This file picture taken on February 7, 2010 shows the Atomic Bomb Dome at the Peace Memoral Park in Hiroshima. / AFP / KAZUHIRO NOGI
Your feedback is important to us!
We invite all our readers to share with us their views and comments about this article.
Disclaimer: Comments submitted by third parties on this site are the sole responsibility of the individual(s) whose content is submitted. The Daily Star accepts no responsibility for the content of comment(s), including, without limitation, any error, omission or inaccuracy therein. Please note that your email address will NOT appear on the site.
Alert: If you are facing problems with posting comments, please note that you must verify your email with Disqus prior to posting a comment. follow this link to make sure your account meets the requirements. (http://bit.ly/vDisqus)
Next week, Secretary of State John Kerry will become the highest-ranking American government official to visit Hiroshima, where 140,000 Japanese died from the first of two atomic bombs dropped by his country in the closing days of World War II more than 70 years ago.Expectations are now running high among Japanese for President Barack Obama, a Nobel peace laureate who has proposed a nuclear-free world, to follow suit during the G-7 leaders' summit in May, to be held in the coastal city of Shima in central Japan.For many years, senior U.S. government officials avoided going to Hiroshima because of political sensitivities.Japanese atomic bomb survivors' groups, meanwhile, have campaigned for decades to bring top officials from the U.S. and other nuclear weapon states to see Hiroshima's scars as part of a grassroots movement to abolish nuclear weapons. It took 65 years for a U.S. ambassador to attend Hiroshima's annual memorial service, and six more years to win Kerry's visit.The White House declined to comment on whether Obama planned to visit Hiroshima during the May summit.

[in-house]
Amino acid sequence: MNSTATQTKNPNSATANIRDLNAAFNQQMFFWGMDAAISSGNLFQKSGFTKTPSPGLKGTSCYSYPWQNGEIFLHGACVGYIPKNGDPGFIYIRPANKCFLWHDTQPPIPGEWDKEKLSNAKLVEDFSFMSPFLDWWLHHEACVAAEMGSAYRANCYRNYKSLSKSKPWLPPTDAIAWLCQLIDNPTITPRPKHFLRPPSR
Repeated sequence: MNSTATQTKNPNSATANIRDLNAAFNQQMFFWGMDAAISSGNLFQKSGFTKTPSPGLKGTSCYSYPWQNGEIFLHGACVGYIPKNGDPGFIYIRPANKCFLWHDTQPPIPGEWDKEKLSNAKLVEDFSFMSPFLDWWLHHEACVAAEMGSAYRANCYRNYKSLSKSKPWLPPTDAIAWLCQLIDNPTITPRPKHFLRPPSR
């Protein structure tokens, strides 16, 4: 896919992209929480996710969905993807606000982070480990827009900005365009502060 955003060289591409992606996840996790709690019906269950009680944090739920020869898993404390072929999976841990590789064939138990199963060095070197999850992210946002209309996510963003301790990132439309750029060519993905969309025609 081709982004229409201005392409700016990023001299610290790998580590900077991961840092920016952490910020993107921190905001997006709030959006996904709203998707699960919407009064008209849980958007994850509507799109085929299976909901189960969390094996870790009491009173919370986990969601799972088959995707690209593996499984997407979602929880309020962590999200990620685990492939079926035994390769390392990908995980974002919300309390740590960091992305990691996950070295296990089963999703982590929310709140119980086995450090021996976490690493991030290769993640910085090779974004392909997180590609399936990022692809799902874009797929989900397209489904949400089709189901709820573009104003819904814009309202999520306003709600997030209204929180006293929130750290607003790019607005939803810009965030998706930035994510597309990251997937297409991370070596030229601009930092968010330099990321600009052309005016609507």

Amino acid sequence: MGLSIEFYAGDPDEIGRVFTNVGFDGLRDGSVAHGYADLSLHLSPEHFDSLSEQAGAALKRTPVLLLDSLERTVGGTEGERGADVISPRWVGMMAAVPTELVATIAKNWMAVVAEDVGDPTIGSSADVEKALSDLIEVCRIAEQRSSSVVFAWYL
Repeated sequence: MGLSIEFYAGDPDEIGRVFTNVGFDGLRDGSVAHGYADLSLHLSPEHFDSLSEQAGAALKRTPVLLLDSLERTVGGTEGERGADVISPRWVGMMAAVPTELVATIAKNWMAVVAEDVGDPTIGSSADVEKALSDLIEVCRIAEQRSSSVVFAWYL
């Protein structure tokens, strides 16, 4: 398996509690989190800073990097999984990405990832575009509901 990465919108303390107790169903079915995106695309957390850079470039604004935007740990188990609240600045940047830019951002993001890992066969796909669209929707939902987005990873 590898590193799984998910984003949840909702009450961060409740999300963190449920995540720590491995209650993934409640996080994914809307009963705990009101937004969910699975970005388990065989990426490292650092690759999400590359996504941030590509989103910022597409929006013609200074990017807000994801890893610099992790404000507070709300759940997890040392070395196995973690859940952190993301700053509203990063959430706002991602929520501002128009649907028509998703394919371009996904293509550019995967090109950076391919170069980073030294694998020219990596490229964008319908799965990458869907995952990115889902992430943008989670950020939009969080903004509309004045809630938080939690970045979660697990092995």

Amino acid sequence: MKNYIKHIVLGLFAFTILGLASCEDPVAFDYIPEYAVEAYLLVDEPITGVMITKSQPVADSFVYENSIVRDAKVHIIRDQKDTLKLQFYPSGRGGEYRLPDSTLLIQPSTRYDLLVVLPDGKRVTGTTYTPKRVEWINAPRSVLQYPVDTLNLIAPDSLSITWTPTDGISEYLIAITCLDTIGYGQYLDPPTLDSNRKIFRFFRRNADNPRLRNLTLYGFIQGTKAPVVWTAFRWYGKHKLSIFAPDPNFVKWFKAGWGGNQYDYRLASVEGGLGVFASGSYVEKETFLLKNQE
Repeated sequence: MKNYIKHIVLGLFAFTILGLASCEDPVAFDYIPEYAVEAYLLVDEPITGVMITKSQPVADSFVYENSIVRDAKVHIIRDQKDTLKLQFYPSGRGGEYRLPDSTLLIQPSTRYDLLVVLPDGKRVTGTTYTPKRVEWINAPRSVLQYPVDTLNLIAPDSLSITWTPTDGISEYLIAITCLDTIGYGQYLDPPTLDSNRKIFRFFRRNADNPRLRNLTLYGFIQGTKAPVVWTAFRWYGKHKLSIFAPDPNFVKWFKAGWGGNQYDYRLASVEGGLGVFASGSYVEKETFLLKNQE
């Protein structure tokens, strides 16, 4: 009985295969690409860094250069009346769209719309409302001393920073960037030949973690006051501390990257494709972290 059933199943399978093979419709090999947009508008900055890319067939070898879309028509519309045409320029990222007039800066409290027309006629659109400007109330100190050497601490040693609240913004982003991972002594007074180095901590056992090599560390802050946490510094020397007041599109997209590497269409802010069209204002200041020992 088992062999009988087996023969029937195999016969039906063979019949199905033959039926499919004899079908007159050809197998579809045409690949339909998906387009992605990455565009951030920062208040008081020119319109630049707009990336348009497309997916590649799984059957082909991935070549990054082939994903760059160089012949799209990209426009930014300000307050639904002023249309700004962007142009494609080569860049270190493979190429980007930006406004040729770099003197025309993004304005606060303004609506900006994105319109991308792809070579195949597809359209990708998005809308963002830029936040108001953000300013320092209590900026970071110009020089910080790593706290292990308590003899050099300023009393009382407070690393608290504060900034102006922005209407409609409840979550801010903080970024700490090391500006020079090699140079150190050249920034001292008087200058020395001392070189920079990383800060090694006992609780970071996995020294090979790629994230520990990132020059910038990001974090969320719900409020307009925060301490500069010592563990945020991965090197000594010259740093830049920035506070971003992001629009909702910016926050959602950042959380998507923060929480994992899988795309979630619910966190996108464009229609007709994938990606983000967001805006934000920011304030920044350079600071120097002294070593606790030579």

FOLLOW THIS ARTICLE